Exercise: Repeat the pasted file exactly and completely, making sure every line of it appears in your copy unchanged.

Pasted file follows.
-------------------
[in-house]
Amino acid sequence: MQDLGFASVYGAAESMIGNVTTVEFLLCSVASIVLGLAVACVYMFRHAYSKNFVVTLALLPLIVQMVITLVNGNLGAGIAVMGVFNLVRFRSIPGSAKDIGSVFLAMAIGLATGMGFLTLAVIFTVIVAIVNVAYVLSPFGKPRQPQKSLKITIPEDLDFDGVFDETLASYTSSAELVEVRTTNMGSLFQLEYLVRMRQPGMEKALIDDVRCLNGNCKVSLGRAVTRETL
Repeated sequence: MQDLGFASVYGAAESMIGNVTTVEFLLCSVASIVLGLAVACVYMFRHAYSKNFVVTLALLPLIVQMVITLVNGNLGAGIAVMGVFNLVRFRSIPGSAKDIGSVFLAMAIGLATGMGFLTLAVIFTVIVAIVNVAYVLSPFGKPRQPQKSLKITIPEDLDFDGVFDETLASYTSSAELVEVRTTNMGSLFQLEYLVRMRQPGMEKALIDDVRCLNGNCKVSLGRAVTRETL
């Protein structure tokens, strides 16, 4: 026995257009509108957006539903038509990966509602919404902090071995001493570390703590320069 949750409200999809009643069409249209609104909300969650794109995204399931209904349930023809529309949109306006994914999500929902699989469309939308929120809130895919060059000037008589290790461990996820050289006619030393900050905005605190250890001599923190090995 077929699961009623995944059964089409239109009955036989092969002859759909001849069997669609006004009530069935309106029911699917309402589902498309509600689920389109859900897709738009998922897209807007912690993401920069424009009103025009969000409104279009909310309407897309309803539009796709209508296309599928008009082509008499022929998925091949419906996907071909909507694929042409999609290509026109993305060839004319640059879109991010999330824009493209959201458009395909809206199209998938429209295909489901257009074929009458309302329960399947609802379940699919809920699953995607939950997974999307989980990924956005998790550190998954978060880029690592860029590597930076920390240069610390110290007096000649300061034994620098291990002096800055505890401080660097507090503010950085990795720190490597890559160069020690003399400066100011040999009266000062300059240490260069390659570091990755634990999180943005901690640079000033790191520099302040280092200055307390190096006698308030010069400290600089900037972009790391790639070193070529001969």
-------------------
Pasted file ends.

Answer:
[in-house]
Amino acid sequence: MQDLGFASVYGAAESMIGNVTTVEFLLCSVASIVLGLAVACVYMFRHAYSKNFVVTLALLPLIVQMVITLVNGNLGAGIAVMGVFNLVRFRSIPGSAKDIGSVFLAMAIGLATGMGFLTLAVIFTVIVAIVNVAYVLSPFGKPRQPQKSLKITIPEDLDFDGVFDETLASYTSSAELVEVRTTNMGSLFQLEYLVRMRQPGMEKALIDDVRCLNGNCKVSLGRAVTRETL
Repeated sequence: MQDLGFASVYGAAESMIGNVTTVEFLLCSVASIVLGLAVACVYMFRHAYSKNFVVTLALLPLIVQMVITLVNGNLGAGIAVMGVFNLVRFRSIPGSAKDIGSVFLAMAIGLATGMGFLTLAVIFTVIVAIVNVAYVLSPFGKPRQPQKSLKITIPEDLDFDGVFDETLASYTSSAELVEVRTTNMGSLFQLEYLVRMRQPGMEKALIDDVRCLNGNCKVSLGRAVTRETL
């Protein structure tokens, strides 16, 4: 026995257009509108957006539903038509990966509602919404902090071995001493570390703590320069 949750409200999809009643069409249209609104909300969650794109995204399931209904349930023809529309949109306006994914999500929902699989469309939308929120809130895919060059000037008589290790461990996820050289006619030393900050905005605190250890001599923190090995 077929699961009623995944059964089409239109009955036989092969002859759909001849069997669609006004009530069935309106029911699917309402589902498309509600689920389109859900897709738009998922897209807007912690993401920069424009009103025009969000409104279009909310309407897309309803539009796709209508296309599928008009082509008499022929998925091949419906996907071909909507694929042409999609290509026109993305060839004319640059879109991010999330824009493209959201458009395909809206199209998938429209295909489901257009074929009458309302329960399947609802379940699919809920699953995607939950997974999307989980990924956005998790550190998954978060880029690592860029590597930076920390240069610390110290007096000649300061034994620098291990002096800055505890401080660097507090503010950085990795720190490597890559160069020690003399400066100011040999009266000062300059240490260069390659570091990755634990999180943005901690640079000033790191520099302040280092200055307390190096006698308030010069400290600089900037972009790391790639070193070529001969």